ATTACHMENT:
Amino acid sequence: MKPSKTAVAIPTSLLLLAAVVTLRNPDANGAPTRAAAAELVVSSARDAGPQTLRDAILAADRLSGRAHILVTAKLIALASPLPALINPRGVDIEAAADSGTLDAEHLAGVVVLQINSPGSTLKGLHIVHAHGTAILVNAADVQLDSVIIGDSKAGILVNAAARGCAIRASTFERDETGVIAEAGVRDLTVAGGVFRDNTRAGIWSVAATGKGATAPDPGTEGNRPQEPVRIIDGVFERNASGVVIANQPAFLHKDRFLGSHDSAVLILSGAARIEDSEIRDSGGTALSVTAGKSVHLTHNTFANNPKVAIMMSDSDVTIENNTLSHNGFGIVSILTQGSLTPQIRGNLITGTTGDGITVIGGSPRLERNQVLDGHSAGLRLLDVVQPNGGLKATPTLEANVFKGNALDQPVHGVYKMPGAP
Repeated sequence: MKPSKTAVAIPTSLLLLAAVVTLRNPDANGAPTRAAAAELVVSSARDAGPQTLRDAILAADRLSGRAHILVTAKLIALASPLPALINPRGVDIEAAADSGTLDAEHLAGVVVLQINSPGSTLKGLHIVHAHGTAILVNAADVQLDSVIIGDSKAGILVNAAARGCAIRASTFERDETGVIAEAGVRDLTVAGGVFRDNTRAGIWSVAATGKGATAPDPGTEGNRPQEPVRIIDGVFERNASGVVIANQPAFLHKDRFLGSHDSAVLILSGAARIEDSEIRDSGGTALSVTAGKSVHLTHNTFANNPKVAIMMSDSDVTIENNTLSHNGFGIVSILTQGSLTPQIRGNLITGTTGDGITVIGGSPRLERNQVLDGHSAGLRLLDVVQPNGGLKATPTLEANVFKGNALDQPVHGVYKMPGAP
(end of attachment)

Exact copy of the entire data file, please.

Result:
Amino acid sequence: MKPSKTAVAIPTSLLLLAAVVTLRNPDANGAPTRAAAAELVVSSARDAGPQTLRDAILAADRLSGRAHILVTAKLIALASPLPALINPRGVDIEAAADSGTLDAEHLAGVVVLQINSPGSTLKGLHIVHAHGTAILVNAADVQLDSVIIGDSKAGILVNAAARGCAIRASTFERDETGVIAEAGVRDLTVAGGVFRDNTRAGIWSVAATGKGATAPDPGTEGNRPQEPVRIIDGVFERNASGVVIANQPAFLHKDRFLGSHDSAVLILSGAARIEDSEIRDSGGTALSVTAGKSVHLTHNTFANNPKVAIMMSDSDVTIENNTLSHNGFGIVSILTQGSLTPQIRGNLITGTTGDGITVIGGSPRLERNQVLDGHSAGLRLLDVVQPNGGLKATPTLEANVFKGNALDQPVHGVYKMPGAP
Repeated sequence: MKPSKTAVAIPTSLLLLAAVVTLRNPDANGAPTRAAAAELVVSSARDAGPQTLRDAILAADRLSGRAHILVTAKLIALASPLPALINPRGVDIEAAADSGTLDAEHLAGVVVLQINSPGSTLKGLHIVHAHGTAILVNAADVQLDSVIIGDSKAGILVNAAARGCAIRASTFERDETGVIAEAGVRDLTVAGGVFRDNTRAGIWSVAATGKGATAPDPGTEGNRPQEPVRIIDGVFERNASGVVIANQPAFLHKDRFLGSHDSAVLILSGAARIEDSEIRDSGGTALSVTAGKSVHLTHNTFANNPKVAIMMSDSDVTIENNTLSHNGFGIVSILTQGSLTPQIRGNLITGTTGDGITVIGGSPRLERNQVLDGHSAGLRLLDVVQPNGGLKATPTLEANVFKGNALDQPVHGVYKMPGAP